In the United States, almost 10% of pregnancies result in premature births, but the number rises to 14% in pregnant Black women. A new study from the American Society for Microbiology suggests one biological reason for the racial disparities in preterm births is low levels of the lactobacillus crispatus bacteria in the vaginal microbiome.
Lactobacillus bacteria are common in the vaginal microbiome — one of the first places babies are exposed to germs and microbes to help shape their own gut microbiome. However, the Lactobacillus family involves specific species that can cause negative health outcomes.
“Some species are more or less protective,” says study co-author Shan Sun, PhD, a researcher at the University of North Carolina Charlotte (UNCC) in a statement. “But when the vaginal microbiome was dominated by species of L. crispatus, preterm birth was 40% less likely.”
The study found that pregnant women with high levels of Lactobacillus crispatus had lower odds of experiencing a preterm birth. Having the bacteria present in the vaginal microbiome was shown to have a protective effect for both White and Black pregnancies.
Prior work looking into the connection between the vaginal microbiome and preterm birth has come up short because of low study enrollment. Researchers do know, that, unlike the gut microbiome that thrives on a diversity of microbes for good gut health, less is more in the vagina. “If you have one dominant microbe, ok, that’s what you want,” says Anthony Fodor, PhD, an associate professor of Bioinformatics and Genomics at UNCC and study coauthor.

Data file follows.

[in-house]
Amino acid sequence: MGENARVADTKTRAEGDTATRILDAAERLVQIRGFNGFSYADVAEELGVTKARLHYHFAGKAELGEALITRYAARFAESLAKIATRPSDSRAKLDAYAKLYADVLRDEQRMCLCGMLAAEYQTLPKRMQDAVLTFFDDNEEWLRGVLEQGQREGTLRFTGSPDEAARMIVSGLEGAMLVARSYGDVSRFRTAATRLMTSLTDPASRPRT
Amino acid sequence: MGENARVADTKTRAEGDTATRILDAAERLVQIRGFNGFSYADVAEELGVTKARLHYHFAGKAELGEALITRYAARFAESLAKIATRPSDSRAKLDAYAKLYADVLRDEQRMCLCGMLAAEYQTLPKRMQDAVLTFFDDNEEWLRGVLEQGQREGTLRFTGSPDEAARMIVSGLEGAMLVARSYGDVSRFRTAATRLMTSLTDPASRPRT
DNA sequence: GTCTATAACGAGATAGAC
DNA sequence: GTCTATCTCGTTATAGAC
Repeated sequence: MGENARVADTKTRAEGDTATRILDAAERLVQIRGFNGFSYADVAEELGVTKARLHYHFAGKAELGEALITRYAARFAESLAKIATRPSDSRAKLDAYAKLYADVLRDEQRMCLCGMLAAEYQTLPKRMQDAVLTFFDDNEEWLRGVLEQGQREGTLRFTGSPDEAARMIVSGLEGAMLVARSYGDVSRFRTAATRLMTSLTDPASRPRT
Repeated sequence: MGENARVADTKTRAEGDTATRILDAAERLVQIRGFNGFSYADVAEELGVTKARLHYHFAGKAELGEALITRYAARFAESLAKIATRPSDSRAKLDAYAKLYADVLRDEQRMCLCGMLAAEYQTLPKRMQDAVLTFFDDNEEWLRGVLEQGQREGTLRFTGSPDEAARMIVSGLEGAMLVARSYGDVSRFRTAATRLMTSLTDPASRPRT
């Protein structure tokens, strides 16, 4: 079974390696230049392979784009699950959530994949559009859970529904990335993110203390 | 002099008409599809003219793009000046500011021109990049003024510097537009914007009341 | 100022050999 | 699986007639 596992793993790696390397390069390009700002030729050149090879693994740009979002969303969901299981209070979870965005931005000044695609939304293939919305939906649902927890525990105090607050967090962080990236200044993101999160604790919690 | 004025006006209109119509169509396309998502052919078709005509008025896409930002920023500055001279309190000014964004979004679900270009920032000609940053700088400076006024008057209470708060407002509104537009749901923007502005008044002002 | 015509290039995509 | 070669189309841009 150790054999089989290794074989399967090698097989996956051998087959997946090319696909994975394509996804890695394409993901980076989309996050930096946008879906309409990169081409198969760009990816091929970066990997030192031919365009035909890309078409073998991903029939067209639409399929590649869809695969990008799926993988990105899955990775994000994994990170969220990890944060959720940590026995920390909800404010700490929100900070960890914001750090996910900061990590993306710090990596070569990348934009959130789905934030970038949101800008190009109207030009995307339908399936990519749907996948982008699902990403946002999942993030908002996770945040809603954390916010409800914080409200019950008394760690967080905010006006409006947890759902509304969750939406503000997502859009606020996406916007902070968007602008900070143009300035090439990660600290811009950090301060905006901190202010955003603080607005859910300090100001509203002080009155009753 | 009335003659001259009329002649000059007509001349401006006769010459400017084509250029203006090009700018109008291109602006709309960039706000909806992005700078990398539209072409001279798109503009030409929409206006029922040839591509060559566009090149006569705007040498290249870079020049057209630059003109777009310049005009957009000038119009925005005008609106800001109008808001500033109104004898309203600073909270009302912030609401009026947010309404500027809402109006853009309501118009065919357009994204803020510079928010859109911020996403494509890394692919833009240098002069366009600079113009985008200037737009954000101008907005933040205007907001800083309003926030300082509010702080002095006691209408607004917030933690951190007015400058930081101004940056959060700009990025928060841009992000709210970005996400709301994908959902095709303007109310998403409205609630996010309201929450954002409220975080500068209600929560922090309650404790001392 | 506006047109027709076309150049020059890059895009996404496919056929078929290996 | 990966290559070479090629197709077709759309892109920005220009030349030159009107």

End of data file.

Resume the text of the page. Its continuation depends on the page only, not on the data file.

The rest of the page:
The study analyzed data taken from the Pregnancy, Infection, and Nutrition Study that enrolled over 3,000 women for their health studies. The researchers narrowed the data to the pregnancies of 464 White women and 360 Black women. The results showed that having more bacterial species in the vaginal microbiome could overshadow lactobacillus crispatus’s protective effects in Black women.
However, it remains unknown whether Lactobacillus crispatus’s protective effects are from the bacteria itself or the consequence of another variable responsible for preterm birth. “We don’t know if having a specific vaginal microbiome creates a susceptibility for some other agent that’s actually the causal agent,” says Stephanie Engel, PhD, director of the UNC Center for Early Life Exposures and Neurotoxicity at the University of North Carolina Chapel Hill.
She also wants to make sure she and her team are looking at all factors involved in preterm birth, instead of relying on a single explanation. “Are we asking the right questions? Is it really race, or racism?” she asked. “There’s still quite a bit to be done to describe the nature of the microbiome during pregnancy and what influences outcomes.”
The study is published in the journal mSystems.